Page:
On Feb 16, Senators Tom Carper (D-DE) and Tom Harkin (D-IA) introduced legislation, US Senate Bill 2116, the Military and Veterans Education Protection Act, which is intended to improve the current laws regarding educational benefits for our nation's military service members and veterans. It requires proprietary institutions of higher education to get at least 10 percent of their revenue from sources other than federal funding. If they don't, they would become ineligible for overall Title IV funding.
The proposed legislation focuses on what some in Congress believe to be a remedy for for-profit schools targeting and aggressively recruiting service members and veterans, in order to "make a quick buck off of (the military's) hard-earned benefits." Senator Harkin notes that the Congress has an "… obligation to make sure that our veterans and service members get an education that gives them an economic jump-start, not to pad the profits of education companies that often overpromise, overcharge and under-deliver."
His concern is that, "Once enrolled, many of our service members and veterans using their federally funded benefits don't always receive a quality education, unfairly impacting not only on our service members and veterans, but also American taxpayers." That concern may or may not be on target in all instances.
To that end, what does this proposed legislation mean to the students involved and to the large number of for-profit, private and public institutions that have been serving the military sector of the education community for decades, and serving them well? How could it impact them? Help them? Hurt them?
First I'll touch on the potential impact on the institutions and then on the potential collateral impact of that impact on active duty military and veteran students.
The Carper-Harkin bill changes the basic nature of the 90/10 formula. It includes all sources of federal funding in the 90 percent part of the equation, some of which had not been included there before. It folds all revenues from DoD and VA programs onto the 90 percent side rather than as non-federal dollars on the 10 percent side of the equation, where they are now counted. To remove any doubt, the legislation defines "federal funding" to include any and all federal sources, like grants, contracts, subsidies, loans, guarantees, and other federal assistance provided the school on behalf of a student so that they are able to attend the school. It would not include monthly housing stipends. Under this new legislation, the remaining 10 percent of their revenue must come from non-federal, non-DoD, non-VA and non-DOE funding sources noted above.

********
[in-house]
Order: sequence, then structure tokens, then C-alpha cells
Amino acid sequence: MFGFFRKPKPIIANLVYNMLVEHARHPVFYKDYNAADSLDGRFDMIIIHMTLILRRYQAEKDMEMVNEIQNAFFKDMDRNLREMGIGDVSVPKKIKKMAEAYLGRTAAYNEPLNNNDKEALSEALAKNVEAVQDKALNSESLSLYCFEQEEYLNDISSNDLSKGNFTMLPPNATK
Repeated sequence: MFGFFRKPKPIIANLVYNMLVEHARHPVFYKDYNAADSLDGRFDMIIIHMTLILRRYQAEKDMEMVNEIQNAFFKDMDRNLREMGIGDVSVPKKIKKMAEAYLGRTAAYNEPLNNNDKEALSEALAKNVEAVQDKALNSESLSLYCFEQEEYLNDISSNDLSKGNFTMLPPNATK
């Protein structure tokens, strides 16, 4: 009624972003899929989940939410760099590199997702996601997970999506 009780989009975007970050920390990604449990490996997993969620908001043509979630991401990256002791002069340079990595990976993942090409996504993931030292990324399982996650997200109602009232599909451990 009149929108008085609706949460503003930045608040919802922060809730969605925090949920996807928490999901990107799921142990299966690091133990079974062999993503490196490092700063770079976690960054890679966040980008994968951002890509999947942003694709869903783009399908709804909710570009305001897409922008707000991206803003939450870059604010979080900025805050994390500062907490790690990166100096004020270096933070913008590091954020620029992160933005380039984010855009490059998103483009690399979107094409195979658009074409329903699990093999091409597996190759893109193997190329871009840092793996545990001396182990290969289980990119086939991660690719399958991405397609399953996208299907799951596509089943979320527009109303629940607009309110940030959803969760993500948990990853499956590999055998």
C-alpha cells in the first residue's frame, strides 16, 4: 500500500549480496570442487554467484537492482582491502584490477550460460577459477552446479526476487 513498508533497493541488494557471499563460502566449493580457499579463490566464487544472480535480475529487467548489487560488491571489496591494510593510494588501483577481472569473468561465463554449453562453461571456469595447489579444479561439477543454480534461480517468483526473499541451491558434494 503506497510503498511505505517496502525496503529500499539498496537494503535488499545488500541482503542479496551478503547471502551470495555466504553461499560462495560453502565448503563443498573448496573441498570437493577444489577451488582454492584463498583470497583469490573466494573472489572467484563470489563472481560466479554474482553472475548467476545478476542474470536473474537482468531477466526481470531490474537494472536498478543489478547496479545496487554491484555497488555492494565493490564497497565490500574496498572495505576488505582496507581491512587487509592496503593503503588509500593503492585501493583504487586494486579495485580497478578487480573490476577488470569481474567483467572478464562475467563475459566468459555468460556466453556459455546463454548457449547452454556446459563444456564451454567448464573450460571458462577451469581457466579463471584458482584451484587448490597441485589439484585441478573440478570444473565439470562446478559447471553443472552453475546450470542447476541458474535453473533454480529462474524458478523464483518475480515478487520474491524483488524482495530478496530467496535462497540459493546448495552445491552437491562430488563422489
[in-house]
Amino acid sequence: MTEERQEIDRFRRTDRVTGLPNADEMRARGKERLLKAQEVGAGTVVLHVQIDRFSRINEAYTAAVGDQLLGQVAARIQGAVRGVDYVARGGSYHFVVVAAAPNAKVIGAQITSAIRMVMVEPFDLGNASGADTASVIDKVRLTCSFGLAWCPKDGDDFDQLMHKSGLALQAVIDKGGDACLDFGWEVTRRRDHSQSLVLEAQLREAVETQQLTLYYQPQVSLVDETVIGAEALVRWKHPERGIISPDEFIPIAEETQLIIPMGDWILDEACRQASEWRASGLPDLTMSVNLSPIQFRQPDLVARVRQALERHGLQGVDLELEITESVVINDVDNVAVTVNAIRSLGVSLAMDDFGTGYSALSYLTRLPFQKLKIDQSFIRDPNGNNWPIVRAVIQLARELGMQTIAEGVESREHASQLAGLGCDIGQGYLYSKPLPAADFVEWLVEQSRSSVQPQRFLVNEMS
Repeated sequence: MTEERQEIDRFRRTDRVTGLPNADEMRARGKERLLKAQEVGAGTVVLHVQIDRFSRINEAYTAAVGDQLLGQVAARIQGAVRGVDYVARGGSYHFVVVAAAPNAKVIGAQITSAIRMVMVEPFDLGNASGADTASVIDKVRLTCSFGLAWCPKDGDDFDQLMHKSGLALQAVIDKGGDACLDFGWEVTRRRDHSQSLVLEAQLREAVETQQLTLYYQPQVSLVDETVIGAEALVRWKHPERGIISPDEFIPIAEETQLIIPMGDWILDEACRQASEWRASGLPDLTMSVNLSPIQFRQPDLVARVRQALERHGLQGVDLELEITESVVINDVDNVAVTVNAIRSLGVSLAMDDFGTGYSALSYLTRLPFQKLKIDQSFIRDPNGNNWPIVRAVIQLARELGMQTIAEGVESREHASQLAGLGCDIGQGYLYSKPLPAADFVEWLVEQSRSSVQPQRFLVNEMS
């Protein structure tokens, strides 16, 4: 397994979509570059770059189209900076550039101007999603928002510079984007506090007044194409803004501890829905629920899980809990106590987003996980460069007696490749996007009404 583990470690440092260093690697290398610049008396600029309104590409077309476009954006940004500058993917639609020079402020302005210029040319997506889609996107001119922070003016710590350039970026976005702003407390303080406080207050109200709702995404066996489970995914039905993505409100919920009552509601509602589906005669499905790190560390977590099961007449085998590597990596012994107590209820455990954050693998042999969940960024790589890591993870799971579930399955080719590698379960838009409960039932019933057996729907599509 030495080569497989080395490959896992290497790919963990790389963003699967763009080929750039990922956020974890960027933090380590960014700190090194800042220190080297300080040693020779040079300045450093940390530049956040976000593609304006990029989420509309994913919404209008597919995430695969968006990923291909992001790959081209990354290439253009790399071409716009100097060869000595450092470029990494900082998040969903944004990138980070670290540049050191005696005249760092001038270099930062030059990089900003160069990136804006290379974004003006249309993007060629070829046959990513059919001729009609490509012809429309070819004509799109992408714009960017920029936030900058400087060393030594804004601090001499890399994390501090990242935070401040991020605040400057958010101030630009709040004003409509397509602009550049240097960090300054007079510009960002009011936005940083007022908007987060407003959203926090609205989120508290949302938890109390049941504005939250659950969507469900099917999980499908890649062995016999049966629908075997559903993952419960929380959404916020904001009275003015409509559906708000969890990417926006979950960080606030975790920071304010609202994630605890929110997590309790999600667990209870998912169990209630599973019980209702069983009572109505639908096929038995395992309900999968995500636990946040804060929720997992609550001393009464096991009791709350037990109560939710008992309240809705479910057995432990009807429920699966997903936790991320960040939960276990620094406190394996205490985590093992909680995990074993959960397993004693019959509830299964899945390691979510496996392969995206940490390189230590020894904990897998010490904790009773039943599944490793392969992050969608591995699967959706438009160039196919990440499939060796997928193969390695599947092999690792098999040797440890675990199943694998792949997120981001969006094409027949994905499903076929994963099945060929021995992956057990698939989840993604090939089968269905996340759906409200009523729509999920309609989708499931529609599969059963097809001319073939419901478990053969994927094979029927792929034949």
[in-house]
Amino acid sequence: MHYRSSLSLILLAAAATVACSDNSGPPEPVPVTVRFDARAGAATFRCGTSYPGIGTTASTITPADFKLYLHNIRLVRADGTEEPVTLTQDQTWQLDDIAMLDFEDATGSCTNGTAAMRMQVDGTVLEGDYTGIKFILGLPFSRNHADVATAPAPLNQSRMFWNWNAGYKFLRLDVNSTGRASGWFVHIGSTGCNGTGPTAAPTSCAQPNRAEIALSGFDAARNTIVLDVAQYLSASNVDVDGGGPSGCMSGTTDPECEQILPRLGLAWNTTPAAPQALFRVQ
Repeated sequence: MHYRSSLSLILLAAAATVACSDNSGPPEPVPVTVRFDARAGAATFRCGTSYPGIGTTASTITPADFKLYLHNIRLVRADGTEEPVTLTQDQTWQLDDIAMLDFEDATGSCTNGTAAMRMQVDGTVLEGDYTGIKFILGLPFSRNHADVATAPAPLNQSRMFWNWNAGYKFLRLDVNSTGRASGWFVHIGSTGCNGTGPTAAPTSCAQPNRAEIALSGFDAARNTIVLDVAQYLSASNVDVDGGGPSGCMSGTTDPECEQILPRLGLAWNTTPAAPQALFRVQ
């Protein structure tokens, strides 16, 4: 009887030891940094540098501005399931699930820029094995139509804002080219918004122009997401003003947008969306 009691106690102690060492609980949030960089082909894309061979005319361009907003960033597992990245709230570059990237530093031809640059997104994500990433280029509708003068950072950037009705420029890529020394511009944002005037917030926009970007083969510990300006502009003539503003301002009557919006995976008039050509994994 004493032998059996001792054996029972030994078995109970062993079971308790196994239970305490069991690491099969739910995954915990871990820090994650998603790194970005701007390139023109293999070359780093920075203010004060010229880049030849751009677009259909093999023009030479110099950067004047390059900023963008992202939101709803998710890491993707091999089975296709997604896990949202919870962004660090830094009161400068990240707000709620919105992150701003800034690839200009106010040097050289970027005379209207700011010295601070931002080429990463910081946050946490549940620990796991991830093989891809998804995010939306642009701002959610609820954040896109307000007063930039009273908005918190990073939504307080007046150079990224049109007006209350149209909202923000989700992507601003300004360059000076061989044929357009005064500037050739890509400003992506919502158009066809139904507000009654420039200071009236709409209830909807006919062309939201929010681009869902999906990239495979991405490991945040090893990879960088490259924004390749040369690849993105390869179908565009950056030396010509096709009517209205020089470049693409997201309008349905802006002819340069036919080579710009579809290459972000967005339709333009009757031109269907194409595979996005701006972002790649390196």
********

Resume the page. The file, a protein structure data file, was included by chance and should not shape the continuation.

That might be a tough row to hoe for some of the current educational providers, including the "good ones," that get much of their funding from multiple federal sources, while already keeping tuition low enough to fit within existing funding split, and while imposing no additional cost on the students. What will these institutions have to do if this legislation passes? Raise tuition, deny enrollment to existing or new military and veteran students? Both could be a real possibility.
Whatever happens, just so that they are able to tread water, we wouldn't want institutions currently offering quality programs at reasonable costs to have to raise tuition, or to have to deny enrollment to active duty and others currently receiving other types of federal aid. This is particularly true if they are already receiving a good education from any of these schools that will eventually position them to get a good job upon leaving the Service.
Yes, the legislation moves federal funds into one basket for congressional accountability purposes. Yes, it establishes a tracking mechanism that delineates the sources of funding used to support the students' educational aspirations. And yes, it might help pinpoint institutions that cross ethical boundaries that the legislation is intended to "fix." But it may not be in the best interests of students currently participating in educational programs offered by quality, reputable proprietary, private or even public programs that are not ‘gouging the student or the government.' If the congress is not careful, the legislation might well just push some of the institutions that been serving the students and government so well for so long up a wall that would adversely impact on the students themselves.
Senator Carper, Senator Harkin and their cosponsors want to ensure that military and veteran students get a quality, affordable education that equips them with the skills they need to find a good job, that enables them to repay their college loans, and to go on to live productive lives in the communities they return to.
This is an admirable objective. But, in final analysis, we shouldn't put at risk the institutions that Senator Carper acknowledges wear the "white hats" in this business at the same time they're trying to provide legislative oversight over the "schools whose hats aren't so white." For the institutions' sake and by extension for the students' sake, let's be sure not throw the baby out with the bath water. And this legislation could do just that. The Senate needs to carefully craft a bill that, if eventually passed and signed into law, very specifically hones in on and addresses the traits it believes detrimental to the student and to the taxpayer. But it needs to do that without placing the institutions wearing the "white hats" in an untenable position detrimental to the very students the Senate is trying to safeguard.
Sound Off...What do you think? Join the discussion...
Bill to grant Post 9/11 GI Bill to surviving spouses.